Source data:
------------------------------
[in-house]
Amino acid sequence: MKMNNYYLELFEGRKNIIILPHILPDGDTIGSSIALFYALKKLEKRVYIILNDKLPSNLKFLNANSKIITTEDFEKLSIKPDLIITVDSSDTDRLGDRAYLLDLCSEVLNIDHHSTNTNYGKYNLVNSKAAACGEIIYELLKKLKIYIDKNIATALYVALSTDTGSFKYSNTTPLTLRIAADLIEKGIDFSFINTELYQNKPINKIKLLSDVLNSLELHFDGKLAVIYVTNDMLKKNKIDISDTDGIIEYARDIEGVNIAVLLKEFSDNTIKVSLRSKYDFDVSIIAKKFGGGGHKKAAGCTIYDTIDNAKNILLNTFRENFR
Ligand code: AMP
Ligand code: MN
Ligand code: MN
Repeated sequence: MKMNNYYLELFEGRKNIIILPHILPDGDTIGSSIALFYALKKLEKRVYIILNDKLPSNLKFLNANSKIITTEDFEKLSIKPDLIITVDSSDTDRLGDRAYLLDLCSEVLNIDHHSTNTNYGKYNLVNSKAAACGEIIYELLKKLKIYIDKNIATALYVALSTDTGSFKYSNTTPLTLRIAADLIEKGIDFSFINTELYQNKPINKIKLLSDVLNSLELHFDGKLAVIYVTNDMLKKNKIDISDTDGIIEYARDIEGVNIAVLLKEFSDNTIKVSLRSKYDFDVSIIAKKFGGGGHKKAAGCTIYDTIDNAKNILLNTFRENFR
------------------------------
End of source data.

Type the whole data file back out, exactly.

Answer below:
[in-house]
Amino acid sequence: MKMNNYYLELFEGRKNIIILPHILPDGDTIGSSIALFYALKKLEKRVYIILNDKLPSNLKFLNANSKIITTEDFEKLSIKPDLIITVDSSDTDRLGDRAYLLDLCSEVLNIDHHSTNTNYGKYNLVNSKAAACGEIIYELLKKLKIYIDKNIATALYVALSTDTGSFKYSNTTPLTLRIAADLIEKGIDFSFINTELYQNKPINKIKLLSDVLNSLELHFDGKLAVIYVTNDMLKKNKIDISDTDGIIEYARDIEGVNIAVLLKEFSDNTIKVSLRSKYDFDVSIIAKKFGGGGHKKAAGCTIYDTIDNAKNILLNTFRENFR
Ligand code: AMP
Ligand code: MN
Ligand code: MN
Repeated sequence: MKMNNYYLELFEGRKNIIILPHILPDGDTIGSSIALFYALKKLEKRVYIILNDKLPSNLKFLNANSKIITTEDFEKLSIKPDLIITVDSSDTDRLGDRAYLLDLCSEVLNIDHHSTNTNYGKYNLVNSKAAACGEIIYELLKKLKIYIDKNIATALYVALSTDTGSFKYSNTTPLTLRIAADLIEKGIDFSFINTELYQNKPINKIKLLSDVLNSLELHFDGKLAVIYVTNDMLKKNKIDISDTDGIIEYARDIEGVNIAVLLKEFSDNTIKVSLRSKYDFDVSIIAKKFGGGGHKKAAGCTIYDTIDNAKNILLNTFRENFR